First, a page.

Brooding on the objects of senses, leads to attachment; attachment leads to desire; desire to anger; anger to delusion; delusion to loss of memory; loss of memory to loss of reason and finally, loss of reason leads to utter ruin. This is the best scientific explanation for the downfall of a man.  It may be further submitted that since it is impossible to control the senses who by their very nature tend to be drawn towards senses objects, it would be extremely difficult to overcome these defects; so where is the possibility of attaining steady wisdom. Apprehending such doubts Lord Krishna states that one who is free from both attachment and aversion although amidst sense objects attains the mercy of the Supreme Lord. All sorrows are only due to the agitation of mind concerned with acquiring the objects of desire and preservation of them and the grief on losing them. All experiences whether joyous or painful bring only sorrow, former because of their fleeting nature and the latter because of their being unpleasant. When the mind is in equanimity neither the pleasure nor the pain affects the person. Then the mind becomes established in Brahman immediately.

In the Discipline of detached Action, control over the mind and senses is important, because without control, desire persists and with the persistence of desire, the mind does not get fixed. Therefore, it is obligatory for an aspirant following the Discipline of Action to control his mind and senses. Without being happy there is no possibility of concentration of the mind. Without concentration of the mind there can be no meditation and without meditation it is not possible to have inner awakening or soul-cognition. Therefore it has been declared that these things are not possible for one without concentration.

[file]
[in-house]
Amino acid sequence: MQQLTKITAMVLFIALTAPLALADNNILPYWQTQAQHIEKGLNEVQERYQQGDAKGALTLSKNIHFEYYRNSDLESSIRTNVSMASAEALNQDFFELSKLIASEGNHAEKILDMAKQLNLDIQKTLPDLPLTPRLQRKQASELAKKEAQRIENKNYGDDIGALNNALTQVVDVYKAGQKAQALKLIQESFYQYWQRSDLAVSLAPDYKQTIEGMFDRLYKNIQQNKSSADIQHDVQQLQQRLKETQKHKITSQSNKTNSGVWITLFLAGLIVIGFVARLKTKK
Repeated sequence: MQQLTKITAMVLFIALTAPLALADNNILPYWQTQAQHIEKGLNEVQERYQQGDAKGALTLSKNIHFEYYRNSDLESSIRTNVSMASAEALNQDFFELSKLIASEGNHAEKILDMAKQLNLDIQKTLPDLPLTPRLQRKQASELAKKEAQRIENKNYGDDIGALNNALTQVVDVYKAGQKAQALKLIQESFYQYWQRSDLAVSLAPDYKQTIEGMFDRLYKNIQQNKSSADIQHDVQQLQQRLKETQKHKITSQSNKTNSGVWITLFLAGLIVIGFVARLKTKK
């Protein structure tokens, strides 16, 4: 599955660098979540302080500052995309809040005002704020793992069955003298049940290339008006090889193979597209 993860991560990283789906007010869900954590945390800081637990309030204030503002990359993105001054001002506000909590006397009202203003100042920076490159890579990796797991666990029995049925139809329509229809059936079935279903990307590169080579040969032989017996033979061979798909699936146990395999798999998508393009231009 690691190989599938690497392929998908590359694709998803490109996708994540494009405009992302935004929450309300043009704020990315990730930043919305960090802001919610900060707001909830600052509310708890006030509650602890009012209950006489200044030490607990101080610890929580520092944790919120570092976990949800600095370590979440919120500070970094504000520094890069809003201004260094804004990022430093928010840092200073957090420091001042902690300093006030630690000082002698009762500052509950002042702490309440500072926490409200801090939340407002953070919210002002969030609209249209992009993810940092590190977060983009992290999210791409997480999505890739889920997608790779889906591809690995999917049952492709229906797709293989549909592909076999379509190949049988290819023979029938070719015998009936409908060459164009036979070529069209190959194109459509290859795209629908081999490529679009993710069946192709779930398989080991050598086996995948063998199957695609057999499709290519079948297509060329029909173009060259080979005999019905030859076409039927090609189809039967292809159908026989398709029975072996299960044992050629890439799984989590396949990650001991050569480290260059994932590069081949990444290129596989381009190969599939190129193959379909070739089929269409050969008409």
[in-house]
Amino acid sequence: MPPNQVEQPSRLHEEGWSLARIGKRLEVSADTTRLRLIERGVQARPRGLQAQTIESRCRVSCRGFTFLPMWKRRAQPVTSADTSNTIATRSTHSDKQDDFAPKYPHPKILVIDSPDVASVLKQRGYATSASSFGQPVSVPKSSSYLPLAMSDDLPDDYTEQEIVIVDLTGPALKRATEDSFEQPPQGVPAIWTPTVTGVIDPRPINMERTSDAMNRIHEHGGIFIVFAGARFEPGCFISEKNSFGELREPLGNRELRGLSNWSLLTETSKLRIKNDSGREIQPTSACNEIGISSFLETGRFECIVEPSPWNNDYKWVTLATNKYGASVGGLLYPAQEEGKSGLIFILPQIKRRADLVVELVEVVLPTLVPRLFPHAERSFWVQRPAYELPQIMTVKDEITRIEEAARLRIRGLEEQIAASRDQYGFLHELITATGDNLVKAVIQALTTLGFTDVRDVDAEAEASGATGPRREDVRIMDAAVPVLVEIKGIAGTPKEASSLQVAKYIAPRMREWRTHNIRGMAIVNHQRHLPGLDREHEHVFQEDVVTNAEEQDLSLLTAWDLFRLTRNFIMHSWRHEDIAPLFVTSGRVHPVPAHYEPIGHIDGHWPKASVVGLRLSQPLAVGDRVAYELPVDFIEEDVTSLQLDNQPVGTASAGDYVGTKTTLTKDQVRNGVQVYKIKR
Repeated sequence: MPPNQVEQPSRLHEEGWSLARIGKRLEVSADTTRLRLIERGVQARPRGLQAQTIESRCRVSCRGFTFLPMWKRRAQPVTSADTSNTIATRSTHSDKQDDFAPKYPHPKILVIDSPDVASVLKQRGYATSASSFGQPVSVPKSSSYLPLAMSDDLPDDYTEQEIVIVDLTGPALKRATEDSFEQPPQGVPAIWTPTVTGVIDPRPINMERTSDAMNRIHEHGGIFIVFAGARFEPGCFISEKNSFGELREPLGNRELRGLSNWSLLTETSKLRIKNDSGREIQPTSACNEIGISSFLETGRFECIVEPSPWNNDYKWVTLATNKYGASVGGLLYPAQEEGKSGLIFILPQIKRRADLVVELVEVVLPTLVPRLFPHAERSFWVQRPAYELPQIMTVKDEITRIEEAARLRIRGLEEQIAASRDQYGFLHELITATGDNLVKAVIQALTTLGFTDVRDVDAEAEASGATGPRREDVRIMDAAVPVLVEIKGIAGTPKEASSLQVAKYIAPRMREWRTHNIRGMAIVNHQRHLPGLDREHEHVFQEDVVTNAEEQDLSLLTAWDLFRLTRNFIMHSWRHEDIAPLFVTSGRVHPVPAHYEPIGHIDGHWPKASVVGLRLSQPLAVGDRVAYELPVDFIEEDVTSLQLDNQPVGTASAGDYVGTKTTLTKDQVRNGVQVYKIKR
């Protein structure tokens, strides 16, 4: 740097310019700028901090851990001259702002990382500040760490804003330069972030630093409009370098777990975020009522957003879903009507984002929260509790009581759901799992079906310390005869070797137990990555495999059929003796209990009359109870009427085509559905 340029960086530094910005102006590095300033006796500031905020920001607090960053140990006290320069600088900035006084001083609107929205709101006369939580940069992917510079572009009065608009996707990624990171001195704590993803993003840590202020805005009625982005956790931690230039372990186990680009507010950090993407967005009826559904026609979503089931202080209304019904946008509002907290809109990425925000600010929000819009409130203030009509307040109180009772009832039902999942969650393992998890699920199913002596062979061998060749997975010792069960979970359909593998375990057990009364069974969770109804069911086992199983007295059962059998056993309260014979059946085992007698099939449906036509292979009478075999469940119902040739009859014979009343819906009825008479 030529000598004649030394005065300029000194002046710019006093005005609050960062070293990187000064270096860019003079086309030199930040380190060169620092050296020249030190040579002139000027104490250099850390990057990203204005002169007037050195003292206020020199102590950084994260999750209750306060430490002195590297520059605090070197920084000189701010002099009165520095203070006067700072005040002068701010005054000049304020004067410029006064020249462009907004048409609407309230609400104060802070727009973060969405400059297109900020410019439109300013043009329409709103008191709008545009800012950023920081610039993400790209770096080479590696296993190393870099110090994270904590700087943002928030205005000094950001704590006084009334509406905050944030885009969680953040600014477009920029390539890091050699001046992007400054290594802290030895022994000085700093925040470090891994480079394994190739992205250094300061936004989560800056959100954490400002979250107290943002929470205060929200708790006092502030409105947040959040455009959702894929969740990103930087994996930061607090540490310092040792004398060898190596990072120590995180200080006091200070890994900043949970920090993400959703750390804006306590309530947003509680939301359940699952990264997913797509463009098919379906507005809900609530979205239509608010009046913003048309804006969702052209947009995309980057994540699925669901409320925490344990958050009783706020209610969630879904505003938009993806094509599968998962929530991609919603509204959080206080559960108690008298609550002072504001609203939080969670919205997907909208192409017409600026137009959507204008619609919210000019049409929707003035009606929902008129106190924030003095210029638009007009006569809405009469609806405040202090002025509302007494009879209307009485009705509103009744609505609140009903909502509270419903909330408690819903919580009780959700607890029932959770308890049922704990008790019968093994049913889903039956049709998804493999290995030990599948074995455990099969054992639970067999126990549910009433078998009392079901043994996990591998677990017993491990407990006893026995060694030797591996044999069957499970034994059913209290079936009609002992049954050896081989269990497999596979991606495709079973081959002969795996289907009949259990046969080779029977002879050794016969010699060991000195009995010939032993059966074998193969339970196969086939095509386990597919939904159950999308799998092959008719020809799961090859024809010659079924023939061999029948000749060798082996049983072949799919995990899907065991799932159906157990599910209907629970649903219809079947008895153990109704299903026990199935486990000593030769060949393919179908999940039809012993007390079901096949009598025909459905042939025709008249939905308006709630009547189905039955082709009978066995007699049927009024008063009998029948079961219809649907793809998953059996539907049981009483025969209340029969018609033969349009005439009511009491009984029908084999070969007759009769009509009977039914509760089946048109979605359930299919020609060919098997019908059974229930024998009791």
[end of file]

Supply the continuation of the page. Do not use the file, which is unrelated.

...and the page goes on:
As enemies are curbed by superior force, similarly, the senses can be curbed not by any human endeavour, but only by keeping them engaged in the service of the Lord. A man of stable wisdom has not the least sense of mine, with men, things and even his body and senses, because he has received them from the world. Therefore, they belong to the world, not to him. Beauty is for admiring; Knowledge is for giving; Mind is for thinking; Life is for living. Let’s enjoy every minute of living our life.

Essence of Bhagavad Gita Chapter 2.

The essence of the Bhagavad Gita unfolds in the second chapter called Sankhya Yoga (Yoga of Knowledge). The chapter begins with the grief of Arjuna and concludes with the description of a Man of Perfection. The lesson here is that, it is only when we are prepared to abandon our ego and give ourselves up totally to the Lord that He will come to our aid.